ESCAPE Bio Snags $73 Million to Advance Neurodegenerative Clinical Development Programs


Clinical-stage biopharmaceutical firm ESCAPE Bio has snagged a $73 million crossover financing deal, led by Wellington Management Company, which will help advance the company’s two clinical development programs of precision neurology medicines for patients with genetic neurodegeneration.

ESCAPE’s early focus was on an Apolipoprotein E-targeting program, which was geared toward tackling Alzheimer’s disease. This initiative secured the company a $63 million Series A in 2017. No mention of advancing this program was made in the announcement of the crossover financial closing.

Bluechip investors who are newly contributing to the latest crossover financing round include Avidity Partners, CAM Capital, New Leaf Ventures, Rock Springs Capital, Surveyor Capital (a Citadel company) and Sphera Funds Management. They join OrbiMed, Novo Holdings, Johnson & Johnson Innovation, Novartis Venture Fund, Osage University Partners and Sutter Hill Ventures, all of whom own a stake in ESCAPE.

“We are delighted to partner with these new outstanding investors as we advance our pipeline of precision neurology medicines,” said ESCAPE’s president and CEO Julie Anne Smith in a statement. “The proceeds allow us to accelerate two programs into patients who lack disease modifying treatments.”

ESCAPE is currently in Phase I/II investigations of ESB1609, an orally administered, brain-penetrant and selective sphingosine-1-phosphate 5 (S1P5) receptor agonist with potential utility in the treatment of neurodegenerative disorders associated with lysosomes. This unique treatment approach for lysosome disorders targets S1P5, a receptor expressed in both the central nervous system and on natural killer cells.

According to ESCAPE, activation of SIP5 can increase lipid transporter activity, essentially helping promote lipid levels in the brain while reducing neurodegeneration markers. The current study is focused on a rare neurodegenerative lipid storage disorder, Niemann-Pick Type C.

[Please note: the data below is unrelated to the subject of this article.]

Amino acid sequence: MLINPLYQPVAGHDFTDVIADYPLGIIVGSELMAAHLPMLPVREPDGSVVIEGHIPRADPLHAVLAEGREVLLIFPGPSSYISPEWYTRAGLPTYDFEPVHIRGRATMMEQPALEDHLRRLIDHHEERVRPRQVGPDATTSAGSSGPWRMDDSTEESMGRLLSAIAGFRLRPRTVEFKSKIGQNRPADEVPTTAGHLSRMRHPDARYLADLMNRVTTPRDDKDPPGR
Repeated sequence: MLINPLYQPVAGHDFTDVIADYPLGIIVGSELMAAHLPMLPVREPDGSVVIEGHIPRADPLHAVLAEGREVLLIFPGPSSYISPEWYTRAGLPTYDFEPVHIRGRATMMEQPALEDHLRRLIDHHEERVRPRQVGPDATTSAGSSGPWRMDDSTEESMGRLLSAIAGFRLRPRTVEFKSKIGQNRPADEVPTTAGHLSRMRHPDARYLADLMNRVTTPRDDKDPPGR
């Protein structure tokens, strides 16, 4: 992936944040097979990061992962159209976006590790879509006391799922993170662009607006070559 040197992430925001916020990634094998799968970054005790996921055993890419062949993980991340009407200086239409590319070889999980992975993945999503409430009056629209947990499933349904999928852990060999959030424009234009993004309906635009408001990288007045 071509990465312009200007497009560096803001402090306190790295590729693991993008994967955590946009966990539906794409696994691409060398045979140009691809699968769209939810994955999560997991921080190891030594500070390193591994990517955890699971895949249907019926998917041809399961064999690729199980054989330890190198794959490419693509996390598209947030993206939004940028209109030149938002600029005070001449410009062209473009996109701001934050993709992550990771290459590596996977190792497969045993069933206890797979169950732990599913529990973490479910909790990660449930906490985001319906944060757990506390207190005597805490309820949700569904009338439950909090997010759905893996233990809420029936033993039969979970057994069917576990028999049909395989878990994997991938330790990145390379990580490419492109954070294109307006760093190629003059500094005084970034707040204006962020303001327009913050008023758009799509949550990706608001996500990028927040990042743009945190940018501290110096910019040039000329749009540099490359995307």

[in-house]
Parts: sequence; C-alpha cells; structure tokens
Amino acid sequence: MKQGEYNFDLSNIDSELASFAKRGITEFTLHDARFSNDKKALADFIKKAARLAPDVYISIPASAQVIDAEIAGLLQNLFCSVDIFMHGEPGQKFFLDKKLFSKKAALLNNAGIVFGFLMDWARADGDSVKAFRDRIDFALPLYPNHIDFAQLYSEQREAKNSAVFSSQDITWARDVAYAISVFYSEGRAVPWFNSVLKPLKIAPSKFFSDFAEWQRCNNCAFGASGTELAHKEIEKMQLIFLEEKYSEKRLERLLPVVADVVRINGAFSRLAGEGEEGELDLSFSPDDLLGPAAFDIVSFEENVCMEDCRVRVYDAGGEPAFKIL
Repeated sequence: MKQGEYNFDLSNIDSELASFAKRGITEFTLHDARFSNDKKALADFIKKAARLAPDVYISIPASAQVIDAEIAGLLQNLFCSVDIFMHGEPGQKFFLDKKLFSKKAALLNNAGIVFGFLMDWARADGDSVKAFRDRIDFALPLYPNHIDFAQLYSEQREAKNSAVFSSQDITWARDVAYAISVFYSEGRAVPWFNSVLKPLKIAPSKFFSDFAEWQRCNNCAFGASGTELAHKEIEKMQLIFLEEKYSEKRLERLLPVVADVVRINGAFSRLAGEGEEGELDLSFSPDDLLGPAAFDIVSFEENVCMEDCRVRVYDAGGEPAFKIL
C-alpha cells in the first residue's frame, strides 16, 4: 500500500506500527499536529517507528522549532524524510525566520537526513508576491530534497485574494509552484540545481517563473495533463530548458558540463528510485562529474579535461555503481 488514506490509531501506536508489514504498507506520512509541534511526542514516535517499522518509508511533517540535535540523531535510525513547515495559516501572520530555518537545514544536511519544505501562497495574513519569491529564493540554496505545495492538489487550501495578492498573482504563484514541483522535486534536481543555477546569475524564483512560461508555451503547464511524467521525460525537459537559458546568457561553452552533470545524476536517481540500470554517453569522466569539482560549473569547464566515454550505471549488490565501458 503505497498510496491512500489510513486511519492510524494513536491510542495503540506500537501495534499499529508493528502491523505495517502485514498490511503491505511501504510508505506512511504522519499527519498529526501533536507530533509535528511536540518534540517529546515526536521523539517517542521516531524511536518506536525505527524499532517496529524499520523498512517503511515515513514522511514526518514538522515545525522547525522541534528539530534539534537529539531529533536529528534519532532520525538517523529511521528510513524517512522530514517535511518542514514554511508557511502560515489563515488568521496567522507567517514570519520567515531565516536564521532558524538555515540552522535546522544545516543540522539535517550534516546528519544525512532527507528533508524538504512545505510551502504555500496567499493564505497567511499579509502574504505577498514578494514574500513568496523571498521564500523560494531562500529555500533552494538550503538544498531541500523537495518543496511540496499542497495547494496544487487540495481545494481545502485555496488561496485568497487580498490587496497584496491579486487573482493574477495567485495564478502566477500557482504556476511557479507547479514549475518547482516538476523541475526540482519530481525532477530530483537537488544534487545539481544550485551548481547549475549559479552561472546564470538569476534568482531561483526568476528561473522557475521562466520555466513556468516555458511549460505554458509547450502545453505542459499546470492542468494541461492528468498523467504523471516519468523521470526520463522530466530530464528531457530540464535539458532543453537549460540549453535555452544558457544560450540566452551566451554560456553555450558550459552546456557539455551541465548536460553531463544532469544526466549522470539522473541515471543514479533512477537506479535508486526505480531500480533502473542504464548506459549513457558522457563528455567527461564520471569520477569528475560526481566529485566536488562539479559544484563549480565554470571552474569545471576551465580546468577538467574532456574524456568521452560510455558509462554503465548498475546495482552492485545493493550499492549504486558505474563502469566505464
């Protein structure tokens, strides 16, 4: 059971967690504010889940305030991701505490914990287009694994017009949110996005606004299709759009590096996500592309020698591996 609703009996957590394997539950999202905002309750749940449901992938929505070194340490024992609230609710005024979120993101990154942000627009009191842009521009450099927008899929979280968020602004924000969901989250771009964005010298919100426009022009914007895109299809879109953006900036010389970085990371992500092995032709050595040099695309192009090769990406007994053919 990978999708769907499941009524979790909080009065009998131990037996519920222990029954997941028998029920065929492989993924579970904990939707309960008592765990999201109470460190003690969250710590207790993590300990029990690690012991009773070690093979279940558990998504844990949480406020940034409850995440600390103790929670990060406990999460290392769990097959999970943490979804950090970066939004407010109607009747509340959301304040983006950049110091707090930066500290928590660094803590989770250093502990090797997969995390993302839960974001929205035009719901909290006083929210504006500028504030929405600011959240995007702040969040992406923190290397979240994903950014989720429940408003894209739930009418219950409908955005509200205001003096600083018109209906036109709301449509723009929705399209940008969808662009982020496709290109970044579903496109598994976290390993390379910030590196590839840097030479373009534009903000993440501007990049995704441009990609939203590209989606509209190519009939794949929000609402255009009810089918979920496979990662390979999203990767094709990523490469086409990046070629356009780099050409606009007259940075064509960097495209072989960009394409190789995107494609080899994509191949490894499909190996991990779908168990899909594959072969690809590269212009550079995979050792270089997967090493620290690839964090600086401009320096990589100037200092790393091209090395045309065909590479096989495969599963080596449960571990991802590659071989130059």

Findings from the Phase I study reported excellent safety and tolerability outcomes in healthy volunteers.

“Results from this study provide the first clinical data in support of ESB1609 and enables its evaluation as a first-in-class oral S1P5 pathway-based therapeutic for treatment of neurodegenerative diseases, including Niemann-Pick C and GBA-Parkinson’s, our initial indications of focus,” said ESCAPE Bio’s Chief Medical Officer Carrolee Barlow, MD, in a statement. “This initial clinical data suggests ESB1609 has durable CNS drug exposure with a single oral dose with excellent safety and tolerability. No cardiac adverse events related to bradycardia or atrioventricular slowing were found, consistent with the high selectivity of our compound for S1P5. The data are consistent with a once daily administration therapy. We look forward to working towards a U.S. IND filing in the coming months.”

Additionally, the California-based biopharmaceutical company is in the process of advancing a mutant-selective leucine-rich repeat kinase 2 (LRRK2) G2019S kinase inhibitor for the treatment of Parkinson’s disease (PD). This program, which is currently in IND-enabling studies, mirrors a similar initiative currently pursued in $1 billion collaboration between Denali and Biogen. This Denali-led program is also studying small molecule inhibitors of LRRK2 for PD, as mutations in this gene are key factors involved in this dopamine-deficient neurodegenerative disease.

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